James Wells (British politician)
|Member of the European Parliament|
2 July 2019 – 31 January 2020
|Preceded by||Kay Swinburne|
|Succeeded by||Constituency abolished|
|Political party||Brexit (since 2019)|
|Alma mater||University of Liverpool|
James Freeman Wells is a British politician. He was elected as a Brexit Party Member of the European Parliament (MEP) for the Wales constituency in the 2019 election serving until January 2020. He was second on his party's list after Nathan Gill (former UKIP MEP).
Early life and education
Wells left formal education at the age of 16. He returned to full-time education twelve years later and studied psychology at the University of Liverpool and later a Masters in the same subject at Cranfield University.
Prior to joining politics, he was head of the UK trade team at the Office for National Statistics. Wells quit the role and his membership to the Conservative Party in order to run as a candidate for the Brexit Party in the Wales constituency in the 2019 European Parliament election. He had only joined the Conservatives in 2018 with the purpose of being able to vote if a leadership election was called. In the election, Wells became an MEP alongside fellow Brexit Party candidate Nathan Gill.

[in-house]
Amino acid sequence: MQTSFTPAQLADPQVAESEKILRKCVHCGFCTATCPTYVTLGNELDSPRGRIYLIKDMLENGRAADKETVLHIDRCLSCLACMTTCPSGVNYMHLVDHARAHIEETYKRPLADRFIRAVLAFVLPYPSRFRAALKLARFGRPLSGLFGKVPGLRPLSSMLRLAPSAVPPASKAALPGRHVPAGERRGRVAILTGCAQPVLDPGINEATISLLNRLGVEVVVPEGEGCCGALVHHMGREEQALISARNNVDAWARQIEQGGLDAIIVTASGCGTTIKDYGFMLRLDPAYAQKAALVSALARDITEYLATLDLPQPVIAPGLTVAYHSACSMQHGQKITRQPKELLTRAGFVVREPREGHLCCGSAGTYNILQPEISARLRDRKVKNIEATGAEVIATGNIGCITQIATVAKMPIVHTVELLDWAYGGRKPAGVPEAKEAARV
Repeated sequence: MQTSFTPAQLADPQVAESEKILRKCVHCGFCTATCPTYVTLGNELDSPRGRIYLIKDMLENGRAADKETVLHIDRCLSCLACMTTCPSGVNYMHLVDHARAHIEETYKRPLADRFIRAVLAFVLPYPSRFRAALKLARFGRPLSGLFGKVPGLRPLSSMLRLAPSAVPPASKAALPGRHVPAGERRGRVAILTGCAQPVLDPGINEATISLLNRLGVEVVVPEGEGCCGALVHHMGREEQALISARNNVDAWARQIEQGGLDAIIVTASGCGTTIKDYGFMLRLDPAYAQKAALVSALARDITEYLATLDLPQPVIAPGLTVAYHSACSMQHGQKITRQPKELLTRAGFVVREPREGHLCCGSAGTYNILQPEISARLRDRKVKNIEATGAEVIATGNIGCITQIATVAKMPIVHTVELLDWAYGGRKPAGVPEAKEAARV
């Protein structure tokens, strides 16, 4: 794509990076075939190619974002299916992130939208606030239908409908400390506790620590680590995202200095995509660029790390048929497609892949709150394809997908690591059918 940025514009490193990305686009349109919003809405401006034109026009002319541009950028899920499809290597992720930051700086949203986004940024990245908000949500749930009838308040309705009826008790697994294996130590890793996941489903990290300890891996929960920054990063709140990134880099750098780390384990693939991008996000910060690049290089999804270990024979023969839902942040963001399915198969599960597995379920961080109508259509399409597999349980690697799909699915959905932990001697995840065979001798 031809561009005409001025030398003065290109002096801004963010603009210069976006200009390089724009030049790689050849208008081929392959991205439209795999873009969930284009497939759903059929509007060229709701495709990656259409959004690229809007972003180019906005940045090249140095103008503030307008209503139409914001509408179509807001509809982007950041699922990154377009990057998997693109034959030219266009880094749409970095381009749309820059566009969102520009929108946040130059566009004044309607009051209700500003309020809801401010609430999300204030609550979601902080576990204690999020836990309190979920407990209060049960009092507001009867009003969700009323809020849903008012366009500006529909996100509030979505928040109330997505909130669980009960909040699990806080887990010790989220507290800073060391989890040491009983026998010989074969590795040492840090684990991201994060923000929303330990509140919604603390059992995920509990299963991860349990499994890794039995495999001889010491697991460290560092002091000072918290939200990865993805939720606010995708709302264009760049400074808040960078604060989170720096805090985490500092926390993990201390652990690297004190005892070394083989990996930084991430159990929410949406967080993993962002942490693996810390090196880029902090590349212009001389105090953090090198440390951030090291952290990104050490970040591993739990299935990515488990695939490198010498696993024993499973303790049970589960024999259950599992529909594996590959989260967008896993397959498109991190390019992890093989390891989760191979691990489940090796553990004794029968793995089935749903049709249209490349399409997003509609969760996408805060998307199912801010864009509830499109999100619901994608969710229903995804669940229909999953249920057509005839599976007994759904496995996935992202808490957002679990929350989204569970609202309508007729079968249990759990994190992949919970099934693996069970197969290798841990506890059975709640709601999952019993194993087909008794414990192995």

- Mosalski, Ruth (23 May 2019). "European elections 2019: These are all the candidates in Wales". Wales Online. Archived from the original on 31 August 2019. Retrieved 7 August 2019.
- Wells, James (20 May 2019). "I'm standing to be an MEP because I'm sick of politicians frustrating the Brexit process". The Independent. Archived from the original on 9 July 2019. Retrieved 7 August 2019.
- Halliday, Josh (25 April 2019). "Brexit party: opera singer and ex-Loaded editor on candidate list". The Guardian. Archived from the original on 6 July 2019. Retrieved 7 August 2019.
- "EU elections 2019: Who are Wales' newly-elected MEPs?". BBC News. 27 May 2019. Archived from the original on 10 August 2019. Retrieved 7 August 2019.
- "James Wells". European Parliament. Archived from the original on 10 July 2019. Retrieved 7 August 2019.
- "Islwyn". Retrieved 14 December 2019.
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